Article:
On one of these, Gauntlet, a bizarre tiff blew up between US Gold (Gauntlet) and Electric Dreams (Dauntless). While both parties appeared to claim that the other had nicked their licence, it was eventually decided that they could both launch their games, so long as Dauntless was renamed Dandy.
The games consolers were still on the warpath, with Nintendo, through Mattel; Sega, through Ariolasoft; and Atari each deciding that video machines would be a Good Thing. At under £100, it was hard to disagree.
A backlog of orders for the Amstrad PC had been created almost as soon as the machine was launched, as Amstrad - it goes without saying - announced another set of record profits (up to £75 million for the full year).
At the end of the month, alarms and excursions started, with the news that the PCs were "prd'ne to overheating”. The share price fell, Alan Sugar got on the phone personally to deny the allegations and ended up promising to fit PC1512s with fans, along with recommending that users didn't waste their electricity by using them, as they were quite unnecessary. Curiously, Amstrad's share price did not recover.
Atari announced it would raise £40 million odd by selling shares publicly in the US. Saga finally got its Compliment launched. Commodore did some more juggling on the 64, planning to bring its America Ram expansion over to the UK. Rumours of cheaper Amiga versions persisted, especially after cutting the existing model s price by £500 for Commodore upgraders.
British Telecom also suffered at hands of the rumour mongers, after a long list of amicable departures, which included
the heads of Beyond (Francis Lee) and Tony Rainbird (of that ilk). Was BT about to close the software companies down? It appeared not.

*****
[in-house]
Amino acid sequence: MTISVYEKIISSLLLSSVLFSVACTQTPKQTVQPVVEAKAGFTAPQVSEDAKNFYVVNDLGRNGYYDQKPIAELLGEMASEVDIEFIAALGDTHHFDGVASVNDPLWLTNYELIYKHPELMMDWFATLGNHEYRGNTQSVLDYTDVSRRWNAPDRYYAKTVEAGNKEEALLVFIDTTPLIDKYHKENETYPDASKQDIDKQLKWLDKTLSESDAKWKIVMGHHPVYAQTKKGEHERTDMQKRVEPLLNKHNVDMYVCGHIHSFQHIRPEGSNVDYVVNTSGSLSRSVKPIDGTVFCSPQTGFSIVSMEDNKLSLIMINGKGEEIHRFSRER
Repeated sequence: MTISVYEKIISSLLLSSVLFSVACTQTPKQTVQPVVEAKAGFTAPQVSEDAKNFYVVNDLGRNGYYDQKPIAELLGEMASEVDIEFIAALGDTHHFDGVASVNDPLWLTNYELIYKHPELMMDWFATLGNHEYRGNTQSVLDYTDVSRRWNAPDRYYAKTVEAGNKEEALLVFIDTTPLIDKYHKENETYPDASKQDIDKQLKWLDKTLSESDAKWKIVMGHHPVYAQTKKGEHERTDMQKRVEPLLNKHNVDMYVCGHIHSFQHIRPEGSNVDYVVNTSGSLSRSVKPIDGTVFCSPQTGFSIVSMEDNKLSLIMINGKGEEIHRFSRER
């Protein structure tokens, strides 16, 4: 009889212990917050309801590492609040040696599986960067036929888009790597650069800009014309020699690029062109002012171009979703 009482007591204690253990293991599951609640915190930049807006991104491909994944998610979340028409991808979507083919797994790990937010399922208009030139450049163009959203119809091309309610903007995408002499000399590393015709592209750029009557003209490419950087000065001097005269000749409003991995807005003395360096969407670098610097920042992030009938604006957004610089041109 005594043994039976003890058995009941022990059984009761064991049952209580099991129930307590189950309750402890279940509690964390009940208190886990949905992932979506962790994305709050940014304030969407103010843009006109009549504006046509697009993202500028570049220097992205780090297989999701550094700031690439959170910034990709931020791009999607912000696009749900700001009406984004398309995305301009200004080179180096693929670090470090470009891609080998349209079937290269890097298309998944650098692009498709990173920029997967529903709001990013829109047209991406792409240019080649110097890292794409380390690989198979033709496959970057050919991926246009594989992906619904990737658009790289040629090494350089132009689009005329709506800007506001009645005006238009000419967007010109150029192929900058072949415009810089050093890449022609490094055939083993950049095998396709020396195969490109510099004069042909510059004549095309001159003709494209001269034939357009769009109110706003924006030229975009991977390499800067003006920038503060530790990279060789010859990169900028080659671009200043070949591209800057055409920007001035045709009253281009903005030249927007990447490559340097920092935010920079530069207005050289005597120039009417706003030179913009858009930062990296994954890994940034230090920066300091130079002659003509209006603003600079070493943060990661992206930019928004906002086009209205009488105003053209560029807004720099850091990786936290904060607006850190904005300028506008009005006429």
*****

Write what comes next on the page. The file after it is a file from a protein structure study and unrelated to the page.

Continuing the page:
Gallup admitted W H Smith to its weekly chart, and found its whole nature suddenly changed. As W H Smith didn't stock Mastertronic titles, the budget company's domination of the Top Twenty disappeared in one fell swoop.
Within two weeks. W H Smith was taking Mastertronic's product.
Starglider from Rainbird finally saw the light of day, making ST owners gloat, and other micro users gaze in envy.
Amstrad created more history by raising the prices on its PC 1512 range. Due to the strength of the Yen, said Amstrad. Then it cut the price on its 3-inch discs, made in Japan. Despite the strength of the Yen, presumably.
Amstrad also announced it was axing the guarantees on the hard disc PCs, putting the onus on the dealers.
Commodore announced a post-tax quarterly profit, and it was generally agreed that the troubled company had at last turned the corner.
Compatibility problems, predictably enough, began to dog the Spectrum Plus 2.
Boots even stopped selling its first consignment for a while.
Christmas software began to hit the shops. Level 9‘s golden oldies reappeared courtesy of Rainbird, as Jewels of Darkness and Silicon Dreams. Aliens arrived. The first pictures of Star Trek were released, and looked astonishing.
One of the year's biggest licensing deal, Gauntlet, appeared to general approval.
The other licensing 'biggie' was Space Harrier, and its publisher. Elite, was also having problems with its sister label. 299 Classics, amid mut-terings from the third parties involved, of nonpayment.
More from the golden oldie collection - Superior relaunched Elite (no relation) on the BBC and Master Compact. Since Elite achieved over 50% market penetration of BBC owners when it was first launched, there was only half the market left to sell to. Brand new. however, was Top Gun, another Ocean film licence. By this stage, any company that hadn't yet released for Christmas was holding off until January 1987 ... or February ... or ...
Atari was preparing, after its financial boost in November, for a no-holds-barred assault on the market.
Price cuts, new STs, new games consoles, more software support, no stone to be left unturned. Watch this space.
And MikroGen, one of the longest serving companies in the Spectrum market, famous, ironically, mainly for Wally and his family, at last gave up the independent battle and succumbed to CSD, better known as Creative Sparks, budget house and software distributor.
Lastly, the BBC was not convinced by the success of Sugar that home computing was worth its time and money, and decided to axe Micro Live, the only TV series to cover computing specifically.
Popular Computing Weekly (1986-12)